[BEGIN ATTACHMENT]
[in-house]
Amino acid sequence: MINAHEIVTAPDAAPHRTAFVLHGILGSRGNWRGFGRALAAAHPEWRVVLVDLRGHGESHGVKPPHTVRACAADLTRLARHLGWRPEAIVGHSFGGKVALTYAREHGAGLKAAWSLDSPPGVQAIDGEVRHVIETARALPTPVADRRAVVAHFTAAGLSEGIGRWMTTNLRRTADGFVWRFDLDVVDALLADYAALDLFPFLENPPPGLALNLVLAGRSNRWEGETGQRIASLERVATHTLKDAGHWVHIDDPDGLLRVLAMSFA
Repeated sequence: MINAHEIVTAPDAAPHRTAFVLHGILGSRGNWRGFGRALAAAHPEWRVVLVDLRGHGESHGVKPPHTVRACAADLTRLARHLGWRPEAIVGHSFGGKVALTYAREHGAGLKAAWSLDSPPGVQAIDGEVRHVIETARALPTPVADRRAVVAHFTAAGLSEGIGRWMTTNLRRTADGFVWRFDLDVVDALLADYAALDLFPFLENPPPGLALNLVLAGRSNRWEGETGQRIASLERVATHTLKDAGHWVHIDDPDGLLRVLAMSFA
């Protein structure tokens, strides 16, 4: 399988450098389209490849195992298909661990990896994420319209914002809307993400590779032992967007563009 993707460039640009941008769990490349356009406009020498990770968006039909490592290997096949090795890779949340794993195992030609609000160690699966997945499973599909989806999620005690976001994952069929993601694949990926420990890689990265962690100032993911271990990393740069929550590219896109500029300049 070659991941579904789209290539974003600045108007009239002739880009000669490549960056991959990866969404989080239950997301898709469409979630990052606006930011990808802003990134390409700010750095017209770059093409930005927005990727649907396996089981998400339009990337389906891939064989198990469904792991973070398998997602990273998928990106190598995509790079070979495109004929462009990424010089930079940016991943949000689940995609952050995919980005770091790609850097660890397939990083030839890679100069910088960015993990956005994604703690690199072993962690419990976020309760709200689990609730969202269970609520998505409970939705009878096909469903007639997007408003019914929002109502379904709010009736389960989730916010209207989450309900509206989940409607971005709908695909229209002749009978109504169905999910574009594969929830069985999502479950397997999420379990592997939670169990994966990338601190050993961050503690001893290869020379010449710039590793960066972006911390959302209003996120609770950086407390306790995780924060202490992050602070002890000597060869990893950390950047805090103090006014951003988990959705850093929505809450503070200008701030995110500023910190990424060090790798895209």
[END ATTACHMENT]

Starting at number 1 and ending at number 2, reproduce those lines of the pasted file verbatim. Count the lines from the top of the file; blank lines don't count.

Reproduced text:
[in-house]
Amino acid sequence: MINAHEIVTAPDAAPHRTAFVLHGILGSRGNWRGFGRALAAAHPEWRVVLVDLRGHGESHGVKPPHTVRACAADLTRLARHLGWRPEAIVGHSFGGKVALTYAREHGAGLKAAWSLDSPPGVQAIDGEVRHVIETARALPTPVADRRAVVAHFTAAGLSEGIGRWMTTNLRRTADGFVWRFDLDVVDALLADYAALDLFPFLENPPPGLALNLVLAGRSNRWEGETGQRIASLERVATHTLKDAGHWVHIDDPDGLLRVLAMSFA